Quantum computers are on their way to solving bigger problems for BMW, LG and others

Marissa Giustina, quantum researcher at Google

Marissa Giustina, a researcher at Google’s quantum computing lab, draws a diagram showing “quantum supremacy” as just a first step on the path of quantum computing progress.

Stephen Shankland/CNET

This story is part of next yearCNET’s look at how the world will continue to evolve in 2022 and beyond.

After years of development, quantum computers reached a level of sophistication in 2021 that encouraged commercial customers to start dabbling in the radical new machines. Next year, the business world may be ready to welcome them more enthusiastically.

BMW is among the manufacturing giants that see the promise of machines, which harness the physics of ultra-smallness to fly past some limits of conventional computers. Earlier this month, the German auto giant picked four winners in a the contest stayed with Amazon to highlight ways new technology could help the automaker.

The automaker found Quantum computers have potential to optimize sensor placement in automobiles, predict metal deformation patterns, and employ AI in quality control.

“We at the BMW Group are convinced that future technologies such as quantum computing have the potential to make our products more desirable and more sustainable,” Peter Lehnert, who heads BMW’s research group, said in a statement.

BMW is not alone in its determination to evaluate the practical application of quantum computers. Aerospace giant Airbus, financial services firm PayPal and consumer electronics maker LG Electronics are among the commercial companies looking to use the machines to refine materials science, streamline logistics and monitor payments.

For years, researchers have worked on quantum computers as more or less conceptual projects that take advantage of qubits, data-processing elements that can contain more than the two states that drive transistors found in conventional computers. Although they got better, quantum computers were better suited to research projects, some as basic as figuring out how to program exotic machines. But at the current rate of progress, they will soon be powerful enough to tackle computing jobs beyond the reach of conventional computers.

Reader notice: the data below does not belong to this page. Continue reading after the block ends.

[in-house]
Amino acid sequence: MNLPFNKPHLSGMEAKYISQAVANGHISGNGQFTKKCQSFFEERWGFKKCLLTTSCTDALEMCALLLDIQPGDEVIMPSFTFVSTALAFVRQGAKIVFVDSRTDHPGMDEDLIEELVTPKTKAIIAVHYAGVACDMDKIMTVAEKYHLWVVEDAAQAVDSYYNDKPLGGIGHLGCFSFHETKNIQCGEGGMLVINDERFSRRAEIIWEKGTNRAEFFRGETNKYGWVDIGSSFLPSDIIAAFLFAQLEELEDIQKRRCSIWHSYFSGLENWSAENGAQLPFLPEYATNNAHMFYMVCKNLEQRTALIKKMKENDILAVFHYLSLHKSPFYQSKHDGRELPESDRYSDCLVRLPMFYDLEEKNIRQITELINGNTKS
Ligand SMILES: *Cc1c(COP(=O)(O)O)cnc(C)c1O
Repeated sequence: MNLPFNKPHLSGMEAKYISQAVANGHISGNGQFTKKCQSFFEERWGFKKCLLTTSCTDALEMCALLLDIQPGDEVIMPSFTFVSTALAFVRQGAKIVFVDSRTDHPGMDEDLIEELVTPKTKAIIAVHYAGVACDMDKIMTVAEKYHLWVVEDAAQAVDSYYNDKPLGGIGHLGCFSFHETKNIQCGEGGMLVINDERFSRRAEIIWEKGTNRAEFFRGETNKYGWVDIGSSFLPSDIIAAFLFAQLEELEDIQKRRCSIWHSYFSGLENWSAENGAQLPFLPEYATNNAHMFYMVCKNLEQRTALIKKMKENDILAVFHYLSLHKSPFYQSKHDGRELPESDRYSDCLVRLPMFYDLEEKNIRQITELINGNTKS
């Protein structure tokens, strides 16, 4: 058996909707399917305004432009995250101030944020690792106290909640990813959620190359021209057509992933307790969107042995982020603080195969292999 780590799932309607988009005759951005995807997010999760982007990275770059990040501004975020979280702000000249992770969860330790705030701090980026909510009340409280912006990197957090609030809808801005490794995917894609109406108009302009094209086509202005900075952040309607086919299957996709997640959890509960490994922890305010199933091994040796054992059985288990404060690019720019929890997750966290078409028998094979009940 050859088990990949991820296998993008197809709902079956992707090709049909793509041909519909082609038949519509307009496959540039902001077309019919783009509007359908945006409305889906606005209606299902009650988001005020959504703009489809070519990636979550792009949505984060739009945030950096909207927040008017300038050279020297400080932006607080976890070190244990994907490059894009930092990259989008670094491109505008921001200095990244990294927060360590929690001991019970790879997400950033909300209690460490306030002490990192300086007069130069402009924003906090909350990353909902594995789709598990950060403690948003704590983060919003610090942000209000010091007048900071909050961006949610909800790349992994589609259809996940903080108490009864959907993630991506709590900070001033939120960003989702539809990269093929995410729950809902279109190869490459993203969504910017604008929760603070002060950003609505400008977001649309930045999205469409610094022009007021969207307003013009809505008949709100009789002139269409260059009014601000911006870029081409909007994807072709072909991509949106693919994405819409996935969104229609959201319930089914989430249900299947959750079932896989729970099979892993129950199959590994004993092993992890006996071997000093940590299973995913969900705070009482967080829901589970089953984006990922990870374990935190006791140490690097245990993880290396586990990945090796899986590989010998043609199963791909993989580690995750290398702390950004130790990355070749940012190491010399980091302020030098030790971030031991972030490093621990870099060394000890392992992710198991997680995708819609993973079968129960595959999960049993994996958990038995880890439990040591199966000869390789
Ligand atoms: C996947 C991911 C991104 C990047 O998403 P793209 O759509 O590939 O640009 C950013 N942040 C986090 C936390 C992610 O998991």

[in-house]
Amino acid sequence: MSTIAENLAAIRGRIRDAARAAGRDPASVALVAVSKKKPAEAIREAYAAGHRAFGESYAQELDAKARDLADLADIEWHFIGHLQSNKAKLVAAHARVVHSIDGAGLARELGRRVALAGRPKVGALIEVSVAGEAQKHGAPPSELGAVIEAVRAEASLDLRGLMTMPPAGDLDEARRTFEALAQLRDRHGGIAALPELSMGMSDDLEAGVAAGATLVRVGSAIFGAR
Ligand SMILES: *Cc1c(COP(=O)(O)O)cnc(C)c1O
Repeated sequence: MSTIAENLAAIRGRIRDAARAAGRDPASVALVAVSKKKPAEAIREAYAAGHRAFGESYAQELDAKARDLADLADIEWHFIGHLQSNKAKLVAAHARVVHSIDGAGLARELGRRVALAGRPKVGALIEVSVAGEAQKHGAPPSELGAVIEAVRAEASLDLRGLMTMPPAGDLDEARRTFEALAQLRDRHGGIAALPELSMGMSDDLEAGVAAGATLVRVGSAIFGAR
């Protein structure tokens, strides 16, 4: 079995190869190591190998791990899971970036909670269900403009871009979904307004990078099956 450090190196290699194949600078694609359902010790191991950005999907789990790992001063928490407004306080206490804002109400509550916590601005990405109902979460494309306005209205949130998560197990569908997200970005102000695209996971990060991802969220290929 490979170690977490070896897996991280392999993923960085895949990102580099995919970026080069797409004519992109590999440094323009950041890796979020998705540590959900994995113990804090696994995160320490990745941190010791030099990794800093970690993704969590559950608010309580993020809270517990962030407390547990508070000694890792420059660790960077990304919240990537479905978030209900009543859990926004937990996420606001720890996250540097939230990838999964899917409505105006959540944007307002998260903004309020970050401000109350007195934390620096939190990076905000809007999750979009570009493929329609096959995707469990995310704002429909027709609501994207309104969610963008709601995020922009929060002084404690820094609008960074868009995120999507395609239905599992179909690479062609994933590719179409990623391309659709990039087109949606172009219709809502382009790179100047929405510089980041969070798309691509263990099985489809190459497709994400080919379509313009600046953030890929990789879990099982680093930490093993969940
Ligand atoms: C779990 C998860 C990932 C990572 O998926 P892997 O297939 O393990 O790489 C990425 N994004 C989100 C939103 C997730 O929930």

Like cloud computing before it, quantum computing will be a service that most corporations rent out to other companies. Teams require constant attention and are notoriously complicated. Although more work is required to realize their full potential, quantum computers are becoming increasingly stable, a development that is helping corporations overcome initial hesitation.

Georges-Olivier Reymond, CEO of the startup Paschal, says progress is changing skeptics who previously viewed quantum computing as fantasy. A few years ago, employees at large corporations would roll their eyes when he brought it up, but that has changed, says Reymond.

“Now every time I talk to them I get a positive response,” Reymond said. “They are ready to participate.”

A new client is the European defense contractor Thales, which is interested in quantum computing applications in sensors and communications. “Pasqal’s quantum processors can efficiently tackle large problems that are completely beyond the reach of classical computing systems.” Thales Chief Technology Officer Bernhard Quendt he said in a statement.

Of course, quantum computing is still a small fraction of the traditional computing market, but it is growing rapidly. About $490 million was spent on quantum computers, software and services in 2021, Bob Sorensen, analyst at Hyperion Research said in the Q2B conference held by quantum computing software company QC Items in December. He expects spending to grow 22% to $597 million in 2022 and an average of 26% annually through 2024. By comparison, spending on conventional computing is expected to rise. increase 4% in 2021 to $3.8 trillionGartner analysts predict.

The growing business activity is notable given that using a quantum computer costs between $3,000 and $5,000 an hour, according to Jean-Francois Bobier, an analyst at the Boston Consulting Group. A conventional high-performance computer hosted on a cloud service costs half a penny for the same amount of time.